My husband and I recently celebrated our 30th wedding anniversary with six hours of hiking on the trails in Cook Forest State Park. Which is one of the best possible ways for me to spend a day –communing with Mother Nature. As we walked along in this scenic Natural National Landmark, I was struck not only by its beauty, but also by what made up its beauty. In its “Forest Cathedral,” we were among old growth timber, the majestic white pines and hemlocks towering over us. We were also among the white pines and hemlocks that were no longer towering over us, but were instead lying around us, dead, broken, and in pieces. It was all part of the beauty of the great outdoors, life and death.
It seems to me that we work hard in our culture to separate life from death. We take death out of our daily lives and then we’re shocked when it occurs. But there are ways death can be a part of our days just as it is in nature, so we too can witness its beauty, beauty that comes from its gift of helping us appreciate life and living more fully now.
One way is to carefully attend to how we care for the remains of the dead. Throughout history and across cultures, we have cared in different ways. In the United States, we often inter remains in cemeteries. Cemeteries bring together life and death, nature and culture, past and future.
For many years, cemeteries were almost always small family plots or small rural or urban parcels connected to churches. Then in Cambridge, Massachusetts, in 1831, 72 acres of land were consecrated for the Mount Auburn Cemetery and the first large burial ground was born. The cemeteries that followed had beautiful vistas, winding roads, attractive sculptures, manicured plantings, and gates to cross from the daily world into a sacred space. During this time, people went to cemeteries for picnics, carriage racing and hunting. They even had posted rules and guidebooks for visitors.
Today, our cemeteries are rarely utilized in this way and their value and significance in our culture has changed. Some people visit a cemetery at the time of a burial but rarely return. Others don’t see the need to keep remains in a final resting place with some kind of marker.
Not long ago I was a part of a local cemetery tour with a group of mostly twenty-somethings. I asked the group if they thought having funeral or memorial services and interments were important. The response was mixed. However, without being asked, the majority of the participants took the time to visit the grave of a well-known local community member before they left. They stood at the grave and shared their thoughts. They were a part of the beauty of life and death.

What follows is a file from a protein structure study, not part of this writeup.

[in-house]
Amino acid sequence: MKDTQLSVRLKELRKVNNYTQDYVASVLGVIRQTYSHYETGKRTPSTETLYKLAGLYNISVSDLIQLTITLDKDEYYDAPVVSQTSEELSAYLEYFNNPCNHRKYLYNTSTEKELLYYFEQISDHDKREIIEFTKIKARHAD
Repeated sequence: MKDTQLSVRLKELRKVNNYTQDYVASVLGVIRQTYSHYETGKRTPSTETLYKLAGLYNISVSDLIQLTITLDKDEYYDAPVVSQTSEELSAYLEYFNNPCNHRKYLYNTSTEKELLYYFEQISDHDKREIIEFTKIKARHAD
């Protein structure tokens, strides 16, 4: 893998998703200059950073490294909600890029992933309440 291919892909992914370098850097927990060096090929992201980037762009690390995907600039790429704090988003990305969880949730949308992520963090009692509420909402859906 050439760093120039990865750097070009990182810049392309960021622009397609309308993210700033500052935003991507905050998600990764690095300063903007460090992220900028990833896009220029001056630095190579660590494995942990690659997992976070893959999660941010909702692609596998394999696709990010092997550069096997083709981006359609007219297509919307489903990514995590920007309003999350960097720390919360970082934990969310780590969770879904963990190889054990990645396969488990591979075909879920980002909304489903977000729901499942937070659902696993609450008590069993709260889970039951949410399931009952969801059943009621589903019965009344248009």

Joseph Story spoke to the importance of cemeteries on September 24, 1831, when he dedicated the Cemetery at Mount Auburn:
As we sit down by their graves, we seem to hear the tones of their affection, whispering in our ears. We listen to the voice of their wisdom, speaking in the depths of our souls. We shed our tears; but they are no longer the burning tears of agony. They relieve our drooping spirits. We return to the world, and we feel ourselves purer, and better, and wiser, from this communion with the dead.
Cemeteries hold history, connect us to the past and to one another, and help us heal. But not all cemeteries are the same. Here in our community two types exist, non-profit and for-profit. Some are run by local community members; others are part of a large corporation. As a celebrant, I’ve performed graveside services in various cemeteries and have noticed differences in their feel. Benjamin Franklin said, “Show me your cemeteries and I will tell you what kind of people you have.” It’s important to gather information about different cemeteries before making a choice.
In addition to deciding how we care for the remains of the dead, another way death can be a part of our daily lives is to make choices about how we want to be cared for when we die. Preplanning choices can include: burial or cremation; type of service; and, names of pallbearers, musical selections and readings. For some, it’s important to decide whether to purchase a travel security plan to cover preparations, transportation, and paperwork in case of death when they are away from home.
Whatever choices you make, the important part is witnessing and honoring the beauty of life and death.
This article originally appeared in The Centre County Gazette.